( 4 Votes )

Four generations of the Sheridan family have attended Columbia District School.  Mary Jane Sheridan ‘38, Mel Sheridan, ‘68, Andrew Sheridan ‘91, David Sheridan ‘96,  Drew Sheridan 2nd grade and Macon Sheridan 1st grade.  Photo by Kristin SanckenJimmy Stovall is quiet and unassuming. He smiles gently and vacuums every classroom without a word of complaint. He’s Columbia Elementary School’s custodian, and has known every child by name since 1988.
“Mr. Stovall, have you seen Ashley?” Said Columbia Parent Teacher Organization (PTO) President Bridgette Madison.
“Yes ma’am, she’s in the library waiting for you,” said Stovall.
These are the kind of simple interactions the students and staff of Columbia Elementary School are going to miss after the small community school closes at the end of the school year.
Words like “blessed,” “honored,” and “like a family” were common themes throughout the time of public sharing during the formal goodbye service held at the school on May 9. For Russell Johnston, who came into Columbia as a second grader when Kent’s Store school closed in 1938, the staff of Columbia didn’t just feel like family, they were indeed his family.
“In almost every one of the six classrooms, I had a relative teaching,” said Johnston, who went on to describe numerous cousins and aunts who were his teachers. “There was no running water, two outhouses, and a wood shed. It was the responsibility of older students to carry in the wood every day.”
Originally built as a wooden frame building in 1912, Columbia is the type of school where generations of families claim allegiance. For no family is this more true than for that of Fluvanna County Commissioner Mel Sheridan, who boasts four living generations of Columbia graduates. His mother, Mary Jane Sheridan graduated from the school as a seventh grader in 1938. Mel and his two sons David and Andrew also attended, bookended by his two young grandsons, Drew and Macon, who are currently students at Columbia.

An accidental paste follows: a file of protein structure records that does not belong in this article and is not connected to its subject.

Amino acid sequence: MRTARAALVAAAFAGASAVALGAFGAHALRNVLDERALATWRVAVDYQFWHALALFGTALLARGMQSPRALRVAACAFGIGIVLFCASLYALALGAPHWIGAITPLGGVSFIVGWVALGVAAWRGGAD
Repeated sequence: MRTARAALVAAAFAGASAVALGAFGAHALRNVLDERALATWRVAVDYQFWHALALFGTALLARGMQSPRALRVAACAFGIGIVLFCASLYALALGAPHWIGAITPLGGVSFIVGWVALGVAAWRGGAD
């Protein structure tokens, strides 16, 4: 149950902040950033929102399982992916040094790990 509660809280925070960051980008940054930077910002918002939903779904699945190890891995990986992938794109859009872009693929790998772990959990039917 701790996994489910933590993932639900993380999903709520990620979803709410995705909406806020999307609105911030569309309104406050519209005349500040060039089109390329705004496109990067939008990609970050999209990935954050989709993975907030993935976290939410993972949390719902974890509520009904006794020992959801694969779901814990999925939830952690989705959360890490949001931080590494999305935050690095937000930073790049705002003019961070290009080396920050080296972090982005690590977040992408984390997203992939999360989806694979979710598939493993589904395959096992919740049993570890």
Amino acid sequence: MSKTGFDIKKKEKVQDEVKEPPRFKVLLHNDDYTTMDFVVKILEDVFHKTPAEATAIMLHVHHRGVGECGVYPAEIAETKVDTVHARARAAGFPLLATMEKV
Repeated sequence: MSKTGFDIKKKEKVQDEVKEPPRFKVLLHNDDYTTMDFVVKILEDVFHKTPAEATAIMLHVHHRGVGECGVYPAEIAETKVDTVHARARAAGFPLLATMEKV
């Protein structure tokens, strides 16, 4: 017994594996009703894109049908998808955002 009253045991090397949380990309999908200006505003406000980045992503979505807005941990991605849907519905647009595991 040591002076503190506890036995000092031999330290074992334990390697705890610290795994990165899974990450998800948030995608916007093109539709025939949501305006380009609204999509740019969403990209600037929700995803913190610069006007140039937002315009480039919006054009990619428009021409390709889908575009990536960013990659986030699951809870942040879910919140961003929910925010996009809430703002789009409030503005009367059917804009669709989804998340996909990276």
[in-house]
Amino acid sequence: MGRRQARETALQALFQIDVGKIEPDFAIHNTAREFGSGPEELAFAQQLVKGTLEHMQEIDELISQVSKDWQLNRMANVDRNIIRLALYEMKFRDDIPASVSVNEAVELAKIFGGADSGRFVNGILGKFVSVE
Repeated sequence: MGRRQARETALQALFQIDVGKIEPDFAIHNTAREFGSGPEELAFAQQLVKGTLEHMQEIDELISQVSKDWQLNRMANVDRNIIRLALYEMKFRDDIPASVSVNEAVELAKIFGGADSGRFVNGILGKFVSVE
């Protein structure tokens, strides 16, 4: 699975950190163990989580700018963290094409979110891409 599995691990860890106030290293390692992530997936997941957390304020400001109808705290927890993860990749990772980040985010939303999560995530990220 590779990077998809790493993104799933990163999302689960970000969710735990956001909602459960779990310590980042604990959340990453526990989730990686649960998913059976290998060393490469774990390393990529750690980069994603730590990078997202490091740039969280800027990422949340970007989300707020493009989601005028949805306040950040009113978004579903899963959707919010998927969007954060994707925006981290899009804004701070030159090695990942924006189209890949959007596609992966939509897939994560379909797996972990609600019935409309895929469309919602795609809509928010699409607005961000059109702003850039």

“I had the unique honor of attending both the wooden and brick school,” said Mel Sheridan, who attended Columbia from 1963 to 1968. “We called teachers by their first names, and there was no cafeteria. A cart brought lunch to your classroom.”
Staff were particularly moved to describe their memories of the school. Unlike students, who only spent a handful of years in the building, most Columbia staff served the school for decades.
“It’s been a conversation for many years about closing Columbia, it was an expensive school,” said Betty Holland, who taught fourth grade at the school from 1971 until 1991. “The school has come a long way, from chalkboards to white boards, and now with computers and televisions in every classroom. There’s been lots of progress in Fluvanna County.”
Former school secretary Helen Carter was reassigned to Columbia after her son Maurice became the principal of Fluvanna County High School in 1994.
“I thought to myself, I’m going to have 100 grandchildren!” said Carter. “We take care of people here. It is my belief that every kid should have the opportunity to attend Columbia School. You will never find a faculty as loving as you will find at Columbia.”
PTO President Bridget Madison closed the sharing time. The youngest of her four children will never have the opportunity to attend Columbia.
“The Columbia building may be closing, but Columbia school is going to stick around in all of those who are here,” said Madison.
The last day of school for the pre-Kindergarteners through second graders of Columbia Elementary will be Thursday, May 30.